If you’re a sports fan, you know nothing beats the rush of seeing your favorite team play at their home stadium. All the cheers, music playing and the roar of the crowd can be exhilarating. Unfortunately, it can also pose a risk to your hearing health.
Thankfully, you can still enjoy catching a live New Mexico Ice Wolves game and keep your hearing safe at the same time.
Why Sporting Events Can Harm Your Hearing
It’s not a secret that loud noise can harm your hearing. However, many people underestimate the volume at which damage can start to occur. While louder sounds can cause hearing problems in a shorter amount of time, prolonged exposure to any noise over 85 decibels (dB) can put you at risk for noise-induced hearing loss.
To examine how loud sporting events can get, researchers in one study decided to measure the intensity of noise at intercollegiate basketball games and see how it affected the hearing thresholds of the attendees.
They found that “noise at six of the ten basketball games exceeded acceptable intensity levels when compared with a national workplace noise exposure standard.” They also found that participants experienced a temporary change in their hearing thresholds after attending games.
Three Ways to Protect Your Ears
To prevent any temporary or permanent damage to your ears, consider the following the next time you attend a live sports event.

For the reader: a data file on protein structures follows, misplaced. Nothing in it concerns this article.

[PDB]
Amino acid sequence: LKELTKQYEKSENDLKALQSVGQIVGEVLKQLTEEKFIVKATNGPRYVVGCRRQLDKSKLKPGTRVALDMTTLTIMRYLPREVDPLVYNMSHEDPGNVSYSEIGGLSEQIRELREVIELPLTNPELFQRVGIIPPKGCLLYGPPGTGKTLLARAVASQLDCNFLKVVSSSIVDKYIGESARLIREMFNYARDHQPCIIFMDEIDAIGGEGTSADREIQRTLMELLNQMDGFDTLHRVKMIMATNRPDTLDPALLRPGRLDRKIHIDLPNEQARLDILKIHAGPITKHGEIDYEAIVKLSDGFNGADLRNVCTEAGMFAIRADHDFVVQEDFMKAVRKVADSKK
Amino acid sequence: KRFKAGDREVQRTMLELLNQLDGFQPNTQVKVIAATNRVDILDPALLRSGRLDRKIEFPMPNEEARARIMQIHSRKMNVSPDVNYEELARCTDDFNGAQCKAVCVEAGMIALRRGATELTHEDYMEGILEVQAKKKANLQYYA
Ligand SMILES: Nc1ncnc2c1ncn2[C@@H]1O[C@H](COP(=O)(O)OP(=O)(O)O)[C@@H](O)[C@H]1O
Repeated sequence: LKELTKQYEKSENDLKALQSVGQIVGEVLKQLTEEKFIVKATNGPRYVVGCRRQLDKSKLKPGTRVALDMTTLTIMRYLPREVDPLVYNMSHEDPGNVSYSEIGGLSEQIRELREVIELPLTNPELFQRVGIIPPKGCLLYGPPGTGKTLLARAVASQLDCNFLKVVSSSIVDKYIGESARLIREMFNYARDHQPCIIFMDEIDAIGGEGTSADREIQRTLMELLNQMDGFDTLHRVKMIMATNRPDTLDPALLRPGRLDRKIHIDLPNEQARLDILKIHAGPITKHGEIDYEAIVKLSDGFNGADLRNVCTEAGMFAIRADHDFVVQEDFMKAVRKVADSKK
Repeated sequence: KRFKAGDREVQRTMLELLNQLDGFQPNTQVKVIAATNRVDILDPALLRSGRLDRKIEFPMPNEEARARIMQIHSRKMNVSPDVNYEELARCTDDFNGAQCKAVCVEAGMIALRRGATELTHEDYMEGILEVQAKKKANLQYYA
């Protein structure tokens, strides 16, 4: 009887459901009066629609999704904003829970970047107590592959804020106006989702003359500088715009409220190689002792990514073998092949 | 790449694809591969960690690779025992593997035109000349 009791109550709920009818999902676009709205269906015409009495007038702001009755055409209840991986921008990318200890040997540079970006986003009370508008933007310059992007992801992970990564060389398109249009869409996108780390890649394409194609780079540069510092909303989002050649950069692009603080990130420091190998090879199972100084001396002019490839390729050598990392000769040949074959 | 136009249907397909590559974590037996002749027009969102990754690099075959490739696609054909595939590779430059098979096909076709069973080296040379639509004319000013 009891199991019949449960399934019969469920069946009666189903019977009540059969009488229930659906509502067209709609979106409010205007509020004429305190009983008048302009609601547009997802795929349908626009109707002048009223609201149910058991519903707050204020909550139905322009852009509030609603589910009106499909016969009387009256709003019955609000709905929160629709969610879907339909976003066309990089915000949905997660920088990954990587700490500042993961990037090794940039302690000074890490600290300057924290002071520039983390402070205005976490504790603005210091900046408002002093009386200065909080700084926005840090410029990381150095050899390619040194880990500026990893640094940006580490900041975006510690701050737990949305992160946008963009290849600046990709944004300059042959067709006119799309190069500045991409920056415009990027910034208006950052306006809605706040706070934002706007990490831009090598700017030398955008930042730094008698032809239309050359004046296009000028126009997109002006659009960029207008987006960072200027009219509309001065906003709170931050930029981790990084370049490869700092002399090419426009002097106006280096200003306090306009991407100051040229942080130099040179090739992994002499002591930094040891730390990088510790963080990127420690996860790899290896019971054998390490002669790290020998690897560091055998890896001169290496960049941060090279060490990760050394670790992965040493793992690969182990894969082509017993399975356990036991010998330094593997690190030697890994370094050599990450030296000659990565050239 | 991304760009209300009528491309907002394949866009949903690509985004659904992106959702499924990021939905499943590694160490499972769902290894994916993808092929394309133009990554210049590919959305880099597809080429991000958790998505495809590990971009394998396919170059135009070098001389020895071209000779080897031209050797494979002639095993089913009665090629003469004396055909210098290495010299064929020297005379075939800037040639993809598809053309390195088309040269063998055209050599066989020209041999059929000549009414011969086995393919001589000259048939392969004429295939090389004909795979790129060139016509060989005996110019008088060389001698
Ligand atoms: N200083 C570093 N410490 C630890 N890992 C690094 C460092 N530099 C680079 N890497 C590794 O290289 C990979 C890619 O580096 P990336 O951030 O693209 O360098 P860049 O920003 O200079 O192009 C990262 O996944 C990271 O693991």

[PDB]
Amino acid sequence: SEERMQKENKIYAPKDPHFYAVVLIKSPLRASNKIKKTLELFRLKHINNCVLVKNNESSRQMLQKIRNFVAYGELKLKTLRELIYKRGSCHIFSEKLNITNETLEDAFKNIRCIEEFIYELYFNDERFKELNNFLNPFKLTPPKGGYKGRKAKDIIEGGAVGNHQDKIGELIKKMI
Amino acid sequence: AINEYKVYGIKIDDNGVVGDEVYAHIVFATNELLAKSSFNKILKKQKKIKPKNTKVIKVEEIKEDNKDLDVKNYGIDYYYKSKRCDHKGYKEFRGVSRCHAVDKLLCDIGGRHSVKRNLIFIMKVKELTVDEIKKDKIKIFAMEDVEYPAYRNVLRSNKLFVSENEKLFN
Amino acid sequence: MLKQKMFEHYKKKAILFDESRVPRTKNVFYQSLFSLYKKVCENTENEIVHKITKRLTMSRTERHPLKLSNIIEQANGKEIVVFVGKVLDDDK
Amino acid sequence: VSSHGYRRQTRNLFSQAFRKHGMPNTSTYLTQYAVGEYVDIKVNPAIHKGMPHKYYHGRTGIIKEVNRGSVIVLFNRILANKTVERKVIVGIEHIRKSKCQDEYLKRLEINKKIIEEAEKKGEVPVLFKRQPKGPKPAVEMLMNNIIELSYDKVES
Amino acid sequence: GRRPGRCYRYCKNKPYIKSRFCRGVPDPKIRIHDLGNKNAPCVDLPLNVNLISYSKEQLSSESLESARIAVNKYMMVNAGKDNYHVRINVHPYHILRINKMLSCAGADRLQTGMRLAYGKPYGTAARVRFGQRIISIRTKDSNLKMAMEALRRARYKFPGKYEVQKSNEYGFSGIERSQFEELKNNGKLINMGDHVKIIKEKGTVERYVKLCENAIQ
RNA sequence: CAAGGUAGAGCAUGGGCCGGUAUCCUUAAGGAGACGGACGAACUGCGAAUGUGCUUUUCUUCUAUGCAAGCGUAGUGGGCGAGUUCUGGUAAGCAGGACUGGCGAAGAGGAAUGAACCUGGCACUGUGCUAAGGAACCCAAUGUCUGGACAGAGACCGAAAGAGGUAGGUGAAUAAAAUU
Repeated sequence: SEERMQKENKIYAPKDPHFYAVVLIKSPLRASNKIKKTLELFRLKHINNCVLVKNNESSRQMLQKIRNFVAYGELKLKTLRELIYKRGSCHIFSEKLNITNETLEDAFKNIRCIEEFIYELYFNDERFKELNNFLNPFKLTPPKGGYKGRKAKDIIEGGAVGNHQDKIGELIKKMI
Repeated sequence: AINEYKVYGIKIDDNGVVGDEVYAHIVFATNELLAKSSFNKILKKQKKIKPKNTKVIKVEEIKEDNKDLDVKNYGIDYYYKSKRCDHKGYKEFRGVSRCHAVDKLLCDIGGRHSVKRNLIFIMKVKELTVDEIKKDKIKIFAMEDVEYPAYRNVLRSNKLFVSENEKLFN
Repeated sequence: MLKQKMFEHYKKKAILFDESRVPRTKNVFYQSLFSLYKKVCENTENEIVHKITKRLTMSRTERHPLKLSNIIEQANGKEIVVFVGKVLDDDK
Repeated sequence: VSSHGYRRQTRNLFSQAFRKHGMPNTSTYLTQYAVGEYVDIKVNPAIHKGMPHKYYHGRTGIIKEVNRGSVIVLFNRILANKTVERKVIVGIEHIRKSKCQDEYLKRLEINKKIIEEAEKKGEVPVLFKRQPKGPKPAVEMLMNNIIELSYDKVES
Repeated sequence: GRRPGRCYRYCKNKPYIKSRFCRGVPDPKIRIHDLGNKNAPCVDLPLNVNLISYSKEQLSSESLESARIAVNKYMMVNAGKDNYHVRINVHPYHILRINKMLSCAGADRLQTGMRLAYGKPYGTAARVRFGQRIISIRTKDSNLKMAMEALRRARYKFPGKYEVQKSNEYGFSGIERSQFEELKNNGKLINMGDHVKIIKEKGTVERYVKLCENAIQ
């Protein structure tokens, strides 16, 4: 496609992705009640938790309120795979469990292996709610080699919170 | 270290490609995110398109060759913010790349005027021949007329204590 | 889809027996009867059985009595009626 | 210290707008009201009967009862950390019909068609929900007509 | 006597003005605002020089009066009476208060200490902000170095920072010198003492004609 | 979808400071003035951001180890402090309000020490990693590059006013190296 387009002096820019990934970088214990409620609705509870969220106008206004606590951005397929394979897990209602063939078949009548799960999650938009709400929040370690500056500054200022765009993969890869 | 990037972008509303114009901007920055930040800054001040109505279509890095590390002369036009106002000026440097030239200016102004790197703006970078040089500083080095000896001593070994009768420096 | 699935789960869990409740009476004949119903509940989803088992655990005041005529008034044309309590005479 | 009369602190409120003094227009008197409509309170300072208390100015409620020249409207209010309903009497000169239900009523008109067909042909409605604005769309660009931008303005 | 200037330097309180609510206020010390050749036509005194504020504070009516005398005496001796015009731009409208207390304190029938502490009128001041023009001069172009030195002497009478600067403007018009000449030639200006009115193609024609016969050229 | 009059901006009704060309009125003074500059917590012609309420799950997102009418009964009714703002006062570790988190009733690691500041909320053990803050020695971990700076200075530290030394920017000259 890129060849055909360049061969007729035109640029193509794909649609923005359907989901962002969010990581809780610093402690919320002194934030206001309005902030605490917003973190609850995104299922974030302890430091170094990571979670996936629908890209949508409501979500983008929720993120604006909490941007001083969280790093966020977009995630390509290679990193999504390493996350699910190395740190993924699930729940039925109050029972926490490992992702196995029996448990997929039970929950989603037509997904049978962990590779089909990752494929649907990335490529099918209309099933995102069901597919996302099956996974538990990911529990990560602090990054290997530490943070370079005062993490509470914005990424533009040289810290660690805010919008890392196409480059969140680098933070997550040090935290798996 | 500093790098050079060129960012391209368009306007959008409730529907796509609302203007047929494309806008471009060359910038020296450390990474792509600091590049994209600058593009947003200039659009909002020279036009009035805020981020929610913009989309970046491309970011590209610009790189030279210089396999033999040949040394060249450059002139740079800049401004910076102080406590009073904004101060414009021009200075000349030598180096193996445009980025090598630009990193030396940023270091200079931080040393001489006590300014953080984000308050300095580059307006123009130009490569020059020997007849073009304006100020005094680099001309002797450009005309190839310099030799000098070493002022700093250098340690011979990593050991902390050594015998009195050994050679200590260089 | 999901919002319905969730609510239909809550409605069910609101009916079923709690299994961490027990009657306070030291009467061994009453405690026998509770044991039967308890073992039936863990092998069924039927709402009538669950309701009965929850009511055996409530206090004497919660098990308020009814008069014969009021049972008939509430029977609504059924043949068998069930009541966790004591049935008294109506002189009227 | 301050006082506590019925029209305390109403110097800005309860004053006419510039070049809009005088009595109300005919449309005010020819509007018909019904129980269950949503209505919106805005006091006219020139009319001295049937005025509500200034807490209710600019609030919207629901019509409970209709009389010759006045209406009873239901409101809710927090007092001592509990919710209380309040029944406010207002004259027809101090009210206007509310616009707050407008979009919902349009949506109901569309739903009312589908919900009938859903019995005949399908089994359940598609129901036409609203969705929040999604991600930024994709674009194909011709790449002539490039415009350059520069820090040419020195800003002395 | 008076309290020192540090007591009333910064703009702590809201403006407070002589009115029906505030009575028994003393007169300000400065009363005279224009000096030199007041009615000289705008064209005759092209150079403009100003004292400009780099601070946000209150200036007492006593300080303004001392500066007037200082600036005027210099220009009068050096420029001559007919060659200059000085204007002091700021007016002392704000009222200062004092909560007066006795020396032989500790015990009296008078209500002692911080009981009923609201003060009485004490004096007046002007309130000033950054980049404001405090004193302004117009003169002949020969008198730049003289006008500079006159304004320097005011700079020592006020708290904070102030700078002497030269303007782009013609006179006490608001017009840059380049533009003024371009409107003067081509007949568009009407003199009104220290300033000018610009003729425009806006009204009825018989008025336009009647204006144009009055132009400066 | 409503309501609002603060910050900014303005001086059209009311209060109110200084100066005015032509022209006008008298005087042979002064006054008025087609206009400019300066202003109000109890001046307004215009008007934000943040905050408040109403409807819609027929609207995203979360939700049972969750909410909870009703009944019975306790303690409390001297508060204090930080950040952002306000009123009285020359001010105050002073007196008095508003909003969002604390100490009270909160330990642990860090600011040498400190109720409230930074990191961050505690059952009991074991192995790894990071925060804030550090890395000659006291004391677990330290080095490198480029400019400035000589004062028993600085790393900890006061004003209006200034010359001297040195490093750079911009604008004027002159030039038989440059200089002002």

- Wear hearing protection. The easiest to protect your ears and help any children or family members to protect theirs as well as to make sure everyone wears proper hearing protection. Things like earplugs or earmuffs are inexpensive and available everywhere. You can also consider custom earmolds for more individualized protection.
- Use noise-canceling headphones. If things get too loud at a sporting event, put on your noise-canceling headphones. They can help to protect your ears, plus they give you the option to tune into a local broadcast to follow along while watching live.
- Take breaks when needed. It’s not just the volume that puts you at risk for hearing loss, but the length of exposure time as well. A sporting event exposes you to hours of cheering crowds, buzzers and music. Schedule breaks and step outside to quieter areas to give your ears a bit of a rest, especially if you notice that your ears or head are starting to hurt from the loud sounds.
What To Do If You Notice Hearing Changes
If you’ve attended a sporting event and are now experiencing hearing loss, tinnitus (ringing in the ears) or other symptoms lasting more than 24 hours, make an appointment with an audiologist for a hearing test. They will be able to assess if the damage to your hearing is temporary or permanent and if needed, recommend treatment options like hearing aids.
To learn more or to schedule an appointment, call Southwestern Hearing & Balance today.